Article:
The Weekly Digs #223

by Becky

My sister Amy is here visiting this week! Amy also has a farm and does a lot of gardening and preserving. We both have the same “don’t like to sit still for too long” genes, haha. 

So even on vacations to my house Amy is out helping me in the garden and even her kids come out to the garden pitch in.

It’s been so nice to have extra help because a job that would normally take me several days, we finish in a day.

In the Garden

Here’s what we’ve done so far:

This week we got all the dry black beans picked and shelled. There are many more green black bean pods remaining on the trellises.

I used a cattle panel for trellising and some of them got so weighed down that they fell onto the adjacent cowpea row. This created a semi-shady spot so they didn’t mature as fast as the other end of the row.

Unfortunately this means I will likely have to take them off and hang them to dry indoors if we get frost soon. 

That being said, I’m pretty excited that the weather forecast is looking good and frost free for the next 14 days!

Also in the garden, we got three rows all prepped for planting cover crops by hoeing, raking, and broadforking. 

We almost got them planted today but then I realized I didn’t have any winter rye seed. This is a favorite winter cover crop, along with crimson clover, and hairy vetch. Those three make a great mix!

Another thing I have been working on all this week is prepping a row for planting strawberry plugs. They should have been planted several weeks ago but I’m slow when I’m working by myself.

To get the area ready, I pulled out our green beans and holy basil, then did some hoeing, raking, then added compost, and finally weed paper. Next is to actually plant the strawberries but I haven’t got there yet.

Getting ready to mow this cover crop down!
All mowed. In the past we would crimp and tarp a crop like this but now we have the flail mower. Both methods work well.

Acorns and Black Walnuts

Earlier this week, Amy was talking about collecting acorns and feeding them to her pigs. The same day, the kids attempted to collect acorns to feed to our pigs but weren’t able to get as many because ours are smaller (Amy lives in mid Atlantic region).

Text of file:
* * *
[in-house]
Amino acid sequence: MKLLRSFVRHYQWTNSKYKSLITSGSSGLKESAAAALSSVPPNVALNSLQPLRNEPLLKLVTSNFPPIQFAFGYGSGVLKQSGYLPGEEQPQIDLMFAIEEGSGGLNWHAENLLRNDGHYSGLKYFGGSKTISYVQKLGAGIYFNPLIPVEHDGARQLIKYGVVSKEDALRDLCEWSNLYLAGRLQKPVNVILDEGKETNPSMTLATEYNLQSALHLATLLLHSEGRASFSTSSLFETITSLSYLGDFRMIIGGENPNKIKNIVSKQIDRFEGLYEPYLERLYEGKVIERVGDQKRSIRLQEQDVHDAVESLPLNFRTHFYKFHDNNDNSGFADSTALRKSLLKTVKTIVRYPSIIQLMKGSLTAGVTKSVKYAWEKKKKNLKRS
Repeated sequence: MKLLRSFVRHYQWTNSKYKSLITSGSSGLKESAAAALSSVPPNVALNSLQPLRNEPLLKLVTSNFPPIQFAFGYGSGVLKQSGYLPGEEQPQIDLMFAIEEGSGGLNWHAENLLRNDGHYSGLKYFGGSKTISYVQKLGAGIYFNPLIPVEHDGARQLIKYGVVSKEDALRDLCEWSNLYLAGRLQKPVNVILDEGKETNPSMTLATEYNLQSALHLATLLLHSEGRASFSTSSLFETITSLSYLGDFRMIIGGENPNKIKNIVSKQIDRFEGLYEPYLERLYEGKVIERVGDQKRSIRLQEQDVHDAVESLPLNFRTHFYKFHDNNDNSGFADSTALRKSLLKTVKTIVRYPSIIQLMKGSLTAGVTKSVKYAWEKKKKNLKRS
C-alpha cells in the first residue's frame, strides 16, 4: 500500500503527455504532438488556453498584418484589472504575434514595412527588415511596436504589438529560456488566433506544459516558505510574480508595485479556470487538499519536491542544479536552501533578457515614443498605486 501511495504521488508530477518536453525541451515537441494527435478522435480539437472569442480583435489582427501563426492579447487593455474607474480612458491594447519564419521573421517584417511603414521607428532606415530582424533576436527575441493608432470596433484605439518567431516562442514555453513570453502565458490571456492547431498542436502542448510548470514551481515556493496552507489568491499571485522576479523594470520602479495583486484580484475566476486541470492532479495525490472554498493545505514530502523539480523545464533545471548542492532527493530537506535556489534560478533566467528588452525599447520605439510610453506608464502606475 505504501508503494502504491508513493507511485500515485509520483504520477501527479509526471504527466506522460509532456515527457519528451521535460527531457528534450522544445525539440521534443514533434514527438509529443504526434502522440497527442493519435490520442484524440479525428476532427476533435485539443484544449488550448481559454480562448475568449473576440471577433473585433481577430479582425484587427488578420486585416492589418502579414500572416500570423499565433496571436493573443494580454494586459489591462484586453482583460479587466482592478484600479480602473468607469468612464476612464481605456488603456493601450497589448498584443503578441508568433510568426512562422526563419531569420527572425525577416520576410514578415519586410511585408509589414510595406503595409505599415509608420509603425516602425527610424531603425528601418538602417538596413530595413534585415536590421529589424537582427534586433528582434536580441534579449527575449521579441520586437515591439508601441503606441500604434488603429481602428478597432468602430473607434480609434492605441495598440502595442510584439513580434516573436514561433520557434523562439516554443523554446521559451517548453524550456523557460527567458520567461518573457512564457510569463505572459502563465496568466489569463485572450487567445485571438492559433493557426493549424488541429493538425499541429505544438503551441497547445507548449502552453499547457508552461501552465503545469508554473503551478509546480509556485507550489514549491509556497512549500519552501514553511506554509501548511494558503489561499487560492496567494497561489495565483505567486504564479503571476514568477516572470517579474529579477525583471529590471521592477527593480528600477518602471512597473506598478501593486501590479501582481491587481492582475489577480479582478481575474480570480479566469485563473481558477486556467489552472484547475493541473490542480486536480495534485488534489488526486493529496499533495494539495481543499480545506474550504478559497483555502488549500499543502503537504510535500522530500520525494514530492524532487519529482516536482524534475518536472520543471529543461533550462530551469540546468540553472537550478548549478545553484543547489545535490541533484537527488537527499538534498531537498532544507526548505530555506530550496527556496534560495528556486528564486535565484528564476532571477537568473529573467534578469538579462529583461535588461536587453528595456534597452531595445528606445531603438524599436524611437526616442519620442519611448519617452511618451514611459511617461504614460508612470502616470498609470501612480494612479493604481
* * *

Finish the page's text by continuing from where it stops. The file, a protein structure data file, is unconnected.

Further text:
All the acorn talk reminded Cam that he had seen a black walnut hulling machine at a local farm stand. He called them and they will hull black walnuts with the machine for $5 a bag. 

So we decided to go on a hunt to find black walnuts and it turns out we have several trees all over our property. In about an hour, we were able to collect a bunch of black walnuts. By the way, these are for our family to eat, not for the pigs.

We loaded them in the truck and took them to the farm stand to get them hulled. In a matter of literally 3 minutes, they were all hulled and the guy said it was 50 lbs worth. We happily paid our $5 and came home with the walnuts!

We had watched a Youtube video prior to going to get them hulled and decided it was well worth the five dollars not to have to do it by hand. Saved us about 3 hours worth of work and we didn’t have brown stained hands, boots, and everything else from the black walnuts. 

We are still researching on if a black walnut cracking machine would be worth it. For the first few, we used a hammer and picked out the nuts. The nuts last a long time in the shell, so we’ll keep them as-is for now!


No preserving this week. I’ll probably have one more big push to wrap everything up and then be done for a little while and do a pantry tour.

I know just by looking at my pantry, this wasn’t our biggest year for preserving due to having a baby. But at the same time, I feel quite a bit better than usual with where we stand going into Fall and Winter.

Now that we have the high tunnel, I’ve tripled my protected growing space and feel good about how much food is still living in the garden. We should be able to make it through the most difficult months of February and March without needing to outsource any vegetables. 

And we also have our year’s supply of meat. I’m super grateful for that too.

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Joanna October 22, 2023 - 12:13 pm

Hi, Becky 😁 I am so happy you got to visit with your sister!
I’ve been on a Seasonal homestead YouTube video binge again this whole week 😂 And right now I am watching the 31 days of August video. I was thinking, since you are surrounding your garden with ground cover that it might be smart to use electric chicken fence on top of it to keep the raccoons and rabbits away. It’s very affective on top of ground cover because you have no weeks to get in the way. Just a thought 🤷🏼‍♀️
Love you, girl ❤️

theseasonalhomestead October 29, 2023 - 2:21 am

Thanks! I do like that idea about the chicken fencing… we need to update some of ours (battery is dead) but may try that next year!

Joanna October 22, 2023 - 12:16 pm

I meant to say no weeds. Also, you can maybe try to plant your garden and put the vegetables those critters like in the same basic area so you only have to surround PART of your HUGE garden 😂 Like maybe plant your corn near where your strawberry are

PamR October 22, 2023 - 3:51 pm

I was wondering how the pigs and cows did this year. I don’t remember seeing much about them. I’d love a post about how you handle them, what the breeds are and your breeding program and general stories.

theseasonalhomestead October 29, 2023 - 2:24 am

Thanks for the idea Pam! Pigs and cows are mostly taken care of by Cam and he is the expert. I’ll tell him about your request and have him write about blog post about it soon!


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